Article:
Paddy Crerand's Hall of Fame: Sir Tom Finney
In our matchday programme, United Review, club legend Paddy Crerand has been reflecting on some of the greatest players he has seen across a 60-year football career as both player and commentator.
In his previous column, the European Cup winner shared his thoughts on Real Madrid forward Alfredo Di Stefano, a player many conceive to be one of the greatest of all time.
Now the Scotsman has turned his attention to Sir Tom Finney, an exciting attacker that excelled for Preston North End and England during the 1940s and 50s.
Before finding out what Paddy had to say on the iconic Lancastrian winger, here's a look back at the career of the player nicknamed 'The Preston Plumber'...
Sir Tom Finney: Career in pictures Gallery
Some of the highlights from 'the Preston Plumber's' legendary career.
Born in Preston, Lancashire in 1922, Finney played football from a young age at school and in the fields around his home in the north-west. However, his ambition to become a professional footballer was somewhat hindered by his height – he left school in 1936, aged 14, standing only 4ft 9in tall.
Nonetheless, Finney persevered. The following year, the youngster saw an advert for junior players aged between 14 and 18 that had been placed in the local paper by Preston North End. At the trial he impressed and was offered a contract.
The outbreak of the Second World War, however, meant that league and cup football was suspended, but Finney began to make a name for himself through the wartime tournaments, before being called up to fight in Egypt and to drive a tank in Italy.
After the war, Finney made his debut for Preston and, 28 days later, made his first England appearance. Despite advances from Palermo in Italy, Finney remained in Lancashire and was voted Footballer of the Year in 1953/54 and again in 1956/57, becoming the first player to receive the accolade more than once. He picked up his 'Preston Plumber' nickname because this was the profession he worked in to supplement his football-related income, which was limited by the Football Association's maximum wage rule.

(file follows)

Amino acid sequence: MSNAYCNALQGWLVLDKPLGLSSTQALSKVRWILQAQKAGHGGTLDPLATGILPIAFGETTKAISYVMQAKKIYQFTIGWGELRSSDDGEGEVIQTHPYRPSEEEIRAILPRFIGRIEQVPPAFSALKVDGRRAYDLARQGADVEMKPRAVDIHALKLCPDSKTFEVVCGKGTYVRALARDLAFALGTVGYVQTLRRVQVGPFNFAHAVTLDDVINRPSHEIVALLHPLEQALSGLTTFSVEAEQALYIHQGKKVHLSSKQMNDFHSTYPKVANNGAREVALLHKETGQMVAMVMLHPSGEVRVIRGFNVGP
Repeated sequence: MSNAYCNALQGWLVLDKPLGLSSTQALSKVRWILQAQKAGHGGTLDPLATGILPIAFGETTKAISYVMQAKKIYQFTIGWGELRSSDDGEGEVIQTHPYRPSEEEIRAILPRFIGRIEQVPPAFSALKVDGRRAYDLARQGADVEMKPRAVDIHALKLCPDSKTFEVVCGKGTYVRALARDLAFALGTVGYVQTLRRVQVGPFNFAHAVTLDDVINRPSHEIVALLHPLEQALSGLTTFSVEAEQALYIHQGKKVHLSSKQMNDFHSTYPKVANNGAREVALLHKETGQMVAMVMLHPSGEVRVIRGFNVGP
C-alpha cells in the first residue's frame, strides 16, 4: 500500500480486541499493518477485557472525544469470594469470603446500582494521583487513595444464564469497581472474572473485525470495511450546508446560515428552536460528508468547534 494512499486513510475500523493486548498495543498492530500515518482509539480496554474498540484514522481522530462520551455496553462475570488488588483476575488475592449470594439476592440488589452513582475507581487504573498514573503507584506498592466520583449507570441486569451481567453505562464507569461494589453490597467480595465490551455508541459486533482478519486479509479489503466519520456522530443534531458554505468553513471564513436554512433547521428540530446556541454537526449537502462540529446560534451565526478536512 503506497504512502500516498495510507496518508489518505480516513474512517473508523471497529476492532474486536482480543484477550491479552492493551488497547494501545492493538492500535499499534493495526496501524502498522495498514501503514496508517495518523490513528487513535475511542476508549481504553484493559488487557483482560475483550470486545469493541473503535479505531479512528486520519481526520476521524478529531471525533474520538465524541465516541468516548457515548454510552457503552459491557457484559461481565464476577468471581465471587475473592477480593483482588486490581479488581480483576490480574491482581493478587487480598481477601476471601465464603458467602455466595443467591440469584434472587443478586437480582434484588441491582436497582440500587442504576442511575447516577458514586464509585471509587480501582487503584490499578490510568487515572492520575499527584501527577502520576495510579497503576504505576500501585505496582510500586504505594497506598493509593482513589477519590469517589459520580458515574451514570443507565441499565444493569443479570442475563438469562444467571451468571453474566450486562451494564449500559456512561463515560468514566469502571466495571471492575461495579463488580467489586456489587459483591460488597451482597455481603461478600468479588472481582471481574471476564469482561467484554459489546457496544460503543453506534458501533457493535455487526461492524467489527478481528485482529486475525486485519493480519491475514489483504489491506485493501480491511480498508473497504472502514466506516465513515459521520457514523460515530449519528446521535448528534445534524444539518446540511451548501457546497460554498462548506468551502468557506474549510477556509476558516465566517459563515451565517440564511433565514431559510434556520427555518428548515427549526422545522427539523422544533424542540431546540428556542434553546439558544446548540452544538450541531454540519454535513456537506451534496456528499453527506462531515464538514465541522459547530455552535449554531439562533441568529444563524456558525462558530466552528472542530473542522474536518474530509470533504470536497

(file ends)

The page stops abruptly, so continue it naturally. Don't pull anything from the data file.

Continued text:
Finney retired from football in 1960 due to a persistent groin injury. By the time the forward called time on his career, he had amassed 473 appearances for Preston, scoring 210 goals, as well as playing 76 times for England and scoring 30 international efforts.
He was knighted in 1998 and had a statue, called 'The Splash', built in his honour outside Preston’s home ground in 2004. Finney passed away in 2014, aged 91, and was heralded by fellow legends including Sir Bobby Charlton and Bill Shankly as one of the greatest to play the game.
WHAT PADDY SAID...
“Watching Daniel James will make anyone from my generation think of Stanley Matthews and Tom Finney, the two best wingers God ever created. There was always the great argument as to who was best. I played against Matthews when he was about 60 – can you believe that? If you went near him your own fans would give you a roasting! I never played against Finney, but I saw him destroy Scotland 4-0 at Hampden Park in 1958. Bill Shankly used to go on and on about Finney, because he played with him as a young man at Preston. In one-against-one situations, Finney and Matthews were so exciting to watch, but if I had the choice, I would probably go for Tom.”
For Paddy’s latest thoughts on all things United, make sure to watch the weekly Paddy Crerand Show on MUTV every Monday. You can also read his full column from the Crystal Palace edition of United Review, which is still available to buy.
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